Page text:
Wednesday, April 6, 2022

Street Dance on Stage: In My Body by Bboyizm/Crazy Smooth

 Bboyizm dancers in Crazy Smooth’s In My Body. (Photo: Jerrick Collantes)

Hip hop is a ruthlessly athletic dance form that pushes the body to the limits. The acrobatic moves, requiring immense stores of physical prowess and stamina, are so demanding that break dancing is set to become an Olympic sport when the games resume in Paris in 2024. The fast footwork, head spins, aerial flips and floor drops take a toll. Not for nothing are break dancers called b-boys and b-girls, names connoting the youthful vigour needed to pull it off. Crazy Smooth, aka Yvon Soglo, knows.

The Benin-born, Gatineau-based break dancer has been involved in hip hop culture since 1997, going on to form Bboyizm, an award-winning street-dance company that has been instrumental in the preservation and proliferation of street dance in Canada since its founding in 2004. Today, at age 41, he’s still a b-boy, but a b-boy with knee problems and a middle-age crisis on his hands. How to keep dancing when the spirit is willing but the body is getting weaker with each advancing year? It’s a question that drives In My Body, a thrilling interactive street dance work whose Toronto premiere took place at the Bluma Appel Theatre, inside the St. Lawrence Centre for the Arts, on March 17.

A joint presentation of Canadian Stage, danceImmersion and TOLive, the 60-minute show examines the effects of aging on a hip hop dancer, delivering profound insights along with superb dancing by a nine-member multigenerational cast. Crazy Smooth developed it at the Banff Centre when he received the 2020 Clifford E. Lee Choreography Award, a cash prize that includes a residency. There’s much to get excited about: Chantal Labonte’s shape-defining lighting, Samuel Boucher’s video direction, Thomas Payette’s multimedia design, Sonya Bayer and Melly Mel’s urban wear costumes, Xavier Mary’s pared-down set, DJ Sash U’s original beat-based score. But it’s the dancing, as energetic as it is contemplative, that steals the show.

The piece starts with Crazy Smooth spotlighted in his skivvies, practically naked. A voiceover outlines the dilemma – a potentially career-ending knee injury that has him thinking about his mortality. The dance that has long defined him has pounded his body hard. It has strained his knees to the breaking point and yet dance he must, even as he gets older and must grapple with the weight of time on his musculature.

“B-boy forever” is his mantra and as the words (scripted by Alejando Rodriguez) reverberate, a fragmenting red light, a mapping of his own inner vital energy, appears, superimposed on his torso. This is the energy of the dance coursing through his body, and it drives him to pull on the garments scattered at his feet, starting with protective underclothes and ending with loose shirt, trousers and sneakers, the b-boy’s dance uniform. Fully dressed, he is no longer a man grappling with the frailty of the flesh. He’s an empowered dancer ready for some hip hopping action. Cue the crew.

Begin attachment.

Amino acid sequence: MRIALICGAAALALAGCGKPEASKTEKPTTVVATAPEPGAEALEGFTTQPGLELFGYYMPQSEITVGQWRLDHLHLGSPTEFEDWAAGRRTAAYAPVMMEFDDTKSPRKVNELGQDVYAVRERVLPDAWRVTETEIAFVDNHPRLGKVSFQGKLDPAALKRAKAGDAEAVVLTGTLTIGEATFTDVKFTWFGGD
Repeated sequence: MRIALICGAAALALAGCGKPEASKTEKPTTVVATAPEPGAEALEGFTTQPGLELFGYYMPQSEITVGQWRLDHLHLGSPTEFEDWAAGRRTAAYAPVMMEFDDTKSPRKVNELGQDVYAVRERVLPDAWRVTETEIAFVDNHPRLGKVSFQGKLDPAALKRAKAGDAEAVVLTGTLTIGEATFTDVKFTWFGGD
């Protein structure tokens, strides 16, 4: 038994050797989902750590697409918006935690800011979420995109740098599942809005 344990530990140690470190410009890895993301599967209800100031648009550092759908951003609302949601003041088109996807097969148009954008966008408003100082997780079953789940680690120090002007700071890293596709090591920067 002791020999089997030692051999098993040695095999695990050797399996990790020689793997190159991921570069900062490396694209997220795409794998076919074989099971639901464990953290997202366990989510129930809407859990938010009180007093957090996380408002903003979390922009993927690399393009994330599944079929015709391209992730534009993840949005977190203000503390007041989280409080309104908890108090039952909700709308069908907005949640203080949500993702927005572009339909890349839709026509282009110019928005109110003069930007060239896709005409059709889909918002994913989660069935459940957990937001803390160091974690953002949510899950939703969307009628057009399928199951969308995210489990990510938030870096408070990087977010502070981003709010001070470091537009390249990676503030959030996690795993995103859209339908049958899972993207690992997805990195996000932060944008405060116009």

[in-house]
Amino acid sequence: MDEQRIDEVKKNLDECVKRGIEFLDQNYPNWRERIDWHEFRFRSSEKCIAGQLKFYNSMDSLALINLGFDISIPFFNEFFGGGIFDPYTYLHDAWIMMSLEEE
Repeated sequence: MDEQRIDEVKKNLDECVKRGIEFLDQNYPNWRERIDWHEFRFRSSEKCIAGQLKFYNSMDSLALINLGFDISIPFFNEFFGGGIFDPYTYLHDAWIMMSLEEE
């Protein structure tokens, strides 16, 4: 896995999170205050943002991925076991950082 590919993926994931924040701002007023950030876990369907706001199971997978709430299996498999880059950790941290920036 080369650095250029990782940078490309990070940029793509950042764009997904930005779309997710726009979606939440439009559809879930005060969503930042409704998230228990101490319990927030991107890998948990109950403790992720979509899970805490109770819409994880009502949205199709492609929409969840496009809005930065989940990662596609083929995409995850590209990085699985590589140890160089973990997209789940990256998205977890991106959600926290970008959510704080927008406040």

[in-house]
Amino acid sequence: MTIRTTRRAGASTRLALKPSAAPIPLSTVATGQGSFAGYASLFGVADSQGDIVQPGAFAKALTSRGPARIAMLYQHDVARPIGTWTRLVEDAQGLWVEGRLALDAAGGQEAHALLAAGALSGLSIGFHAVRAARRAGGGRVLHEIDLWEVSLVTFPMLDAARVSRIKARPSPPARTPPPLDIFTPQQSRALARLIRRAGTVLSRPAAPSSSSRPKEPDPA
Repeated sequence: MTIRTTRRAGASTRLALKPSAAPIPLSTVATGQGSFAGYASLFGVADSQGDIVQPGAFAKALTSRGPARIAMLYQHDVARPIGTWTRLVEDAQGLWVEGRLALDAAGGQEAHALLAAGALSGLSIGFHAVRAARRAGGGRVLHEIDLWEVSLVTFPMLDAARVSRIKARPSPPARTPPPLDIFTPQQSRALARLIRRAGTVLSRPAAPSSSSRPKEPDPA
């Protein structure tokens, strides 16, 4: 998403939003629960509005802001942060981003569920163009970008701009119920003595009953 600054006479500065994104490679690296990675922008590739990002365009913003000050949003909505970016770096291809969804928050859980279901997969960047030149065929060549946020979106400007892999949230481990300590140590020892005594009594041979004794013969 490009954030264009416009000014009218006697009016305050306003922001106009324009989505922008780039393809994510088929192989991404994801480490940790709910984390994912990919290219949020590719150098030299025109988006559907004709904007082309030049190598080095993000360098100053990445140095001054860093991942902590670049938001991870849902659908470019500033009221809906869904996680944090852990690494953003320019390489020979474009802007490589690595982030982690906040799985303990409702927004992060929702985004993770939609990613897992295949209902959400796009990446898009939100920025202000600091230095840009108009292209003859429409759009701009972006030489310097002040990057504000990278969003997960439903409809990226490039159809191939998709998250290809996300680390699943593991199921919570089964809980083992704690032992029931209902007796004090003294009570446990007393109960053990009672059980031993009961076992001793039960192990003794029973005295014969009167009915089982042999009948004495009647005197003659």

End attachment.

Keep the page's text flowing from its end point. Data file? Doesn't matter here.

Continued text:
Ranging in age from their early twenties to their late fifties, the dancers thunder on stage, executing lightning-fast kick-outs, shuffles, and corkscrew spins. They perform collectively and separately in competitive displays of improvisational skill, creating an instant rapport with the audience. The pyrotechnics occasionally give way to quieter, slowed-down moments when the dance veers inward to become reflective and intimate. As performed by Canadian street dance pioneer DKC Freeze, ex-Cirque du Soleil dancer Natasha “Tash,” Jean-Bart, Nadine “Nubian Néné” Sylvestre and Crazy Smooth himself, these nuanced solos are among the show’s highlights.

Backed by video, audio and lighting effects, the senior dancers excavate and dissect the reason why they dance, even when it hurts. Dance isn’t just a passion. It’s an identity and a legacy that they hope to pass onto to the next generation, here represented by the show’s younger cast members: the brothers Jerick “Anyo” and Jayson Collantes, the b-girls Tiffany Leung and Julie Rock and Vibz, a professional break dancer from France. How to keep on dancing? These dynamite performers provide the answer: Be defiant. Stay resilient. Hold true to what moves you, deep in the body.   

Deirdre Kelly is a Toronto-based journalist, author and internationally recognized dance critic and style writer on staff at The Globe and Mail newspaper from 1985 to 2017. She writes for Dance Magazine in New York, the Dance Gazette in London, and NUVO in Vancouver, and is a contributor to the International Dictionary of Ballet and AWOL: Tales for Travel-Inspired Minds. The best-selling author of Paris Times Eight and Ballerina: Sex, Scandal and Suffering Behind the Symbol of Perfection, she is a two-time recipient (2020 and 2014) of Canada’s Nathan Cohen Prize for outstanding critical writing. In 2017, she joined York University as Editor of the award-winning The York University Magazine where she is also the publication’s principal writer.


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